Ad formats & how they can be corrupted: #2 Banners

What is a banner?

A banner ad, also known as a display banner, is an online advertising format that is typically a designed visual or an image accompanied by text or a call to action. When an end user clicks on the banner he is redirected to a landing page for the advertiser's offer.

Why do cybercriminals target this format

Cybercriminals seek to take advantage of both display advertising and related ad landing pages to distribute multiple forms of malicious content, by leveraging the ad ecosystem to their advantage. The ad industry is a complex and powerful machine and with the growth of programmatic advertising, where the buying and selling of advertising is carried out automatically in real time, this can lead to a loss of control of the security of ads being served by ad exchanges and ad networks. The rise of programmatic advertising is helping to fuel the robust growth in malvertising. By replacing human decision making for the purchasing and placement of advertising with software in a machine to machine ecosystem, there are new opportunities for criminals to exploit display advertising to distribute malware and hide malicious code within a banner ad.

The banner is still one of the most used ad formats and because of its sheer global volume, the reach and exposure cybercriminals can achieve once they get a banner containing their malicious code to slip through the net, can be huge.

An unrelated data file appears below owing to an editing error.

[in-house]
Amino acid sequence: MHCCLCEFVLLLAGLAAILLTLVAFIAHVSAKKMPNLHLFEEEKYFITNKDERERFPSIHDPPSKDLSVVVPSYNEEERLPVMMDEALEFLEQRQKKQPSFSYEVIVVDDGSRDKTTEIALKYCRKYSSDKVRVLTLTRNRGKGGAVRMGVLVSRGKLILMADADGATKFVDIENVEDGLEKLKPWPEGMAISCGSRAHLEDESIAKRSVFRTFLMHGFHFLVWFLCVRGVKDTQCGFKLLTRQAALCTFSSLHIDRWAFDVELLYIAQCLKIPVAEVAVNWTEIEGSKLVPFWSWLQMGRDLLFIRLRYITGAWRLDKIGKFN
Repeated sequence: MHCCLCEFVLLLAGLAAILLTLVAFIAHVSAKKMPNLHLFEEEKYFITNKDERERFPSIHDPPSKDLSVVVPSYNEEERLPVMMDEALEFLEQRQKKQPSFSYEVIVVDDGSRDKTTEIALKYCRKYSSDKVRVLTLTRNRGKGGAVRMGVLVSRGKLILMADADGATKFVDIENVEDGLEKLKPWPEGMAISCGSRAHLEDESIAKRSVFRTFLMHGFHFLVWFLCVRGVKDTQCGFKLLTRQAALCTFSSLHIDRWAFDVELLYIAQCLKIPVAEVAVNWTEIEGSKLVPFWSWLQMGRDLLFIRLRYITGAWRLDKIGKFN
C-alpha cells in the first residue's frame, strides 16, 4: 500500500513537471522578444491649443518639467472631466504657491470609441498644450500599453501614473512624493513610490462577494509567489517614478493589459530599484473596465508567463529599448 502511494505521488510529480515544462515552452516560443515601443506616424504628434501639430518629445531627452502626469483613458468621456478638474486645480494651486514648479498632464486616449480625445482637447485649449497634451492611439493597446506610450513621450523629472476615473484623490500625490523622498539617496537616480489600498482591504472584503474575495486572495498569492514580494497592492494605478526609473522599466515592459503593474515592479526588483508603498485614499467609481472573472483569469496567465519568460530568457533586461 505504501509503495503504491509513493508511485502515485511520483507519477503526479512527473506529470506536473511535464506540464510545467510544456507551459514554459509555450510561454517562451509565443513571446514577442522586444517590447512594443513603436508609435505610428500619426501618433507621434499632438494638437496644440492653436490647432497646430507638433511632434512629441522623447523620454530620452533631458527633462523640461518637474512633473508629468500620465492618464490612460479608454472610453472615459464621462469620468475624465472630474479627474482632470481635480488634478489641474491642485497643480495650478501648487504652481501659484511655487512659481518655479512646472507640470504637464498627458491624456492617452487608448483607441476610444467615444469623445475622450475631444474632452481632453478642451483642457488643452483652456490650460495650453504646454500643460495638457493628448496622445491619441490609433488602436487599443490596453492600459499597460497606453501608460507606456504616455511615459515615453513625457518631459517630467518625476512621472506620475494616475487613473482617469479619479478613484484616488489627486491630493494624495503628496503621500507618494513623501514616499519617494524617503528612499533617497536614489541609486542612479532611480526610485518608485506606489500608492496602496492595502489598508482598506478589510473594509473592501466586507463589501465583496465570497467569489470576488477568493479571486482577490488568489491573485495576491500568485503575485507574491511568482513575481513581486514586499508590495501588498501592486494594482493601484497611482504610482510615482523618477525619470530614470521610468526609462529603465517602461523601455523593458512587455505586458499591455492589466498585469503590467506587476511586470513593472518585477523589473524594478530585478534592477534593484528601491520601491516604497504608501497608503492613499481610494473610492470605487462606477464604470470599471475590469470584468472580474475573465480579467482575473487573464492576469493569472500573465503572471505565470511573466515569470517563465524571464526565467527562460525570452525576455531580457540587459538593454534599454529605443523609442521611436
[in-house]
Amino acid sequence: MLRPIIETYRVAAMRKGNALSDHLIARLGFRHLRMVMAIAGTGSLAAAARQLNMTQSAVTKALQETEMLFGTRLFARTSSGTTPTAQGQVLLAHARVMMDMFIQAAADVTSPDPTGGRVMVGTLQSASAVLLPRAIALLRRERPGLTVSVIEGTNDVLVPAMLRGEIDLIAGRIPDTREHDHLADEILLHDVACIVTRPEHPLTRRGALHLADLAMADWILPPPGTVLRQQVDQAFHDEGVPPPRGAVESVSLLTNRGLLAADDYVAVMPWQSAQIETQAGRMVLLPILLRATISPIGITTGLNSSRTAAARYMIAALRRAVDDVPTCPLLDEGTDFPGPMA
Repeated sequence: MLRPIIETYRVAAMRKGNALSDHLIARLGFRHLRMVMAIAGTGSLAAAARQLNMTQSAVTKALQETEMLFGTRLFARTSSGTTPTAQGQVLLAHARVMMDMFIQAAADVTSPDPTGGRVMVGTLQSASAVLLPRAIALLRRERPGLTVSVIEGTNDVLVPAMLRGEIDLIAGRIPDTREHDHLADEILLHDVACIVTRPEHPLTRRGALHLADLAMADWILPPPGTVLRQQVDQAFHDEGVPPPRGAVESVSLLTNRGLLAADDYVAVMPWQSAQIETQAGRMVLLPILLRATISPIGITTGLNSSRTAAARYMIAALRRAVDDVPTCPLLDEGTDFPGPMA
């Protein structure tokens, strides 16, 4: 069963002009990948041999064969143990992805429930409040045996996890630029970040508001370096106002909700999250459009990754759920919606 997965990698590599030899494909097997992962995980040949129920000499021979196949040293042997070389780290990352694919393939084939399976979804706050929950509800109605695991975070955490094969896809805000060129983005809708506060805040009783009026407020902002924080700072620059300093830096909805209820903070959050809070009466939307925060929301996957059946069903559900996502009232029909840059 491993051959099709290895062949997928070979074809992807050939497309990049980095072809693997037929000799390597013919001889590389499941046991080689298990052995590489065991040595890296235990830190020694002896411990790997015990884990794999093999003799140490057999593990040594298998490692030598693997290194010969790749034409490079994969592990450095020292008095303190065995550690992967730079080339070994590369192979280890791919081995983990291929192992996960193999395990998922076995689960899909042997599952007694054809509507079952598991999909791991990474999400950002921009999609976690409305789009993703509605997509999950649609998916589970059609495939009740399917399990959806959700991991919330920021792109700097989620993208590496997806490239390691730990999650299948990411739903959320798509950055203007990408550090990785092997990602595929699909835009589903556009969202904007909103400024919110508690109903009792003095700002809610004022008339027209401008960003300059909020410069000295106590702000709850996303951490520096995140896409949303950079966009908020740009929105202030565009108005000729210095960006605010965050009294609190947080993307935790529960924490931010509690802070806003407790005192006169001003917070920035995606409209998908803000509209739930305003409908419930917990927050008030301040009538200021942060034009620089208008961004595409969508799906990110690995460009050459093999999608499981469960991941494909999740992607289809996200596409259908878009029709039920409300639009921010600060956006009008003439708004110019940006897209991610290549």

How do they do it?

Some of the most common ways criminals spread malicious banners include:

  • Malicious code hidden within the ad creative, which is enabled only once the campaign has been approved by an ad platform.
  • By compromising trustworthy and legitimate advertiser accounts on ad platforms.
  • The creation of fake identities (skype, linkedin…) in order to mislead someone in the ad chain.
  • Targeting high profile publishers rather than multiple low profile ones to maximize their exposure with a single rogue campaign.
  • Taking advantage of the naivety of end users, who mistakenly often think they need to actually click on a malicious ad to get infected

What examples has AdSecure seen of malicious advertising using this format?

Nowadays, the most common violations with banners are auto-redirects: when an infected ad is effectively being displayed on a publisher's website, it can get to a point where the iframe will take over control of the website and redirect the visitors to malicious landing pages (containing social engineering content, or even worse, exploit kits).  

Additionally, banner ads can show inappropriate content, for example, a banner containing adult material being displayed on mainstream or even children's websites, or the image and text of a banner ad that has been designed to mimic genuine warning alerts generated by computer security software.

What is the solution?

AdSecure helps ad platforms and publishers regain control and confidence by offering an ad quality solution capable of scanning, analyzing and detecting malicious and non-compliant ads and their related landing pages.

If you would like to find out more about incorporating AdSecure into your business, please visit our contact page for more information.

Recommended Posts